So, as we start 2017, perhaps there are things that need to be left at the foot of the cross, and left in 2016, expectations, shame, pains and bitterness, leave them there and not to return to them.

Invite God to take the baggage and burdens from your shoulders that he never meant for you to carry.

Invite others to share your journey, trust others to help you carry your burdens as you help carry theirs.

As we start 2017, allow God to free us, refresh and renew us, taking off those burdens that are not of him, so our hands are able to take on all that he has for us in 2017, ready and able to serve, match fit and ready to go.

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Discipleship, Journey, Leadership, mentoring, Mission, Mission Shaped Church, paradigm shift, Spiritual Health, vocation

James Bond and Redundancy…

God’s been speaking to me a lot recently about redundancy, something I have never experienced but sadly a reality for many people who I live and serve amongst.

We often live as though its all about us, as if we are irreplaceable, and we will live/serve for ever… Yet even my Biblegateway verse for today challenges that…

“For, “All people are like grass, and all their glory is like the flowers of the field; the grass withers and the flowers fall, but the word of the Lord endures forever.” And this is the word that was preached to you.” 1 Peter 1:24.

I re-watched the Bond film Skyfall over Christmas,  and made me realize they wouldn’t have been able to do a film like this if it wasn’t for those who have gone before, and rumours are circulating about a Bond actor taking over from Daniel Craig…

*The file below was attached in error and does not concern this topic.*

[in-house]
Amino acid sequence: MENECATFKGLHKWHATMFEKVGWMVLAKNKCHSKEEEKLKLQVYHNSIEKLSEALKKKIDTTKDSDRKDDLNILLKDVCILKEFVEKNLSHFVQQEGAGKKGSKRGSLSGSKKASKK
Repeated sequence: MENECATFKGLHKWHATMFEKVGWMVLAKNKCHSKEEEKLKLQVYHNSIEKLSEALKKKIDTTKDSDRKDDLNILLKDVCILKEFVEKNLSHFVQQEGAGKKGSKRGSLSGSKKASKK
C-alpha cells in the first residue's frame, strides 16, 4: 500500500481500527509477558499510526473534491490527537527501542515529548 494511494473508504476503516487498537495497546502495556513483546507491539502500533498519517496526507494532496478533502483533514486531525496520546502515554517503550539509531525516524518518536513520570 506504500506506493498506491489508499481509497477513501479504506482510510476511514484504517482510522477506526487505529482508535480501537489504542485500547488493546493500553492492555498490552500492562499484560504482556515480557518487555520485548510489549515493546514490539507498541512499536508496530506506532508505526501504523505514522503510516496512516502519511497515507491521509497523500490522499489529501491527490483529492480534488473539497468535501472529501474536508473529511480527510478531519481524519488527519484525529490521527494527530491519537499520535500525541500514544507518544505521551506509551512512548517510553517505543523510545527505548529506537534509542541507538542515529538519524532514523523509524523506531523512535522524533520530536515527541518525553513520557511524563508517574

Jonathan Ross called Daniel Craig, the custodian of the role of Bond, a phase I liked, he doesn’t “own” Bond, but a dual responsibility both to safeguard the role and a responsibility to carry the franchise to the next generation, and yet someone else will take the series on after him maybe even to places as yet undiscovered, and unrealised.

The series was financially lucrative under Pierce Brosnan, and could have carried on in the same vein, many were sorry he left the role and for some he will always be ‘their’ bond, and yet if he hadn’t have left the series wouldn’t have had its reboot and wouldn’t have had its two biggest and most successful movies.

Okay, we may never be offered the role of playing Bond, James Bond…

Yet we are God’s people here as his Church for this generation, and like Bond there is a call to safeguard that which has been entrusted to us the good and unchanging news of Christ, yet we have to do more than just safeguard the role, we need to bring the good news of the Kingdom to a new generation. We might have to ditch things we like but become barriers to a new culture, or do things in ways we may find uncomfortable or alien to us… We may have to let go of the okay and the good, risking it all, for the best and the greater…

We need to see ourselves not as indispensable parts of the picture but simply custodians, links in a bigger chain of the picture of God’s call in this place… yet the question is will we leave the place better than when we found it?

I believe the call to pass on the baton is a continual call, we should always be looking for people to encourage, to hold things loosely knowing that they belong not to us but to Christ and not to cling on in an unhelpful way, in fact this clinging often leaves cracks and bruises where hands that should no longer have been holding it have hung on longer than they should.

I believe God is calling me, and us all, to look for redundancy, to lift other leaders up to take our place, to constantly be trying to do ourselves out of a job, so that we can pick up the next thing that God has for us, and then to do the same again.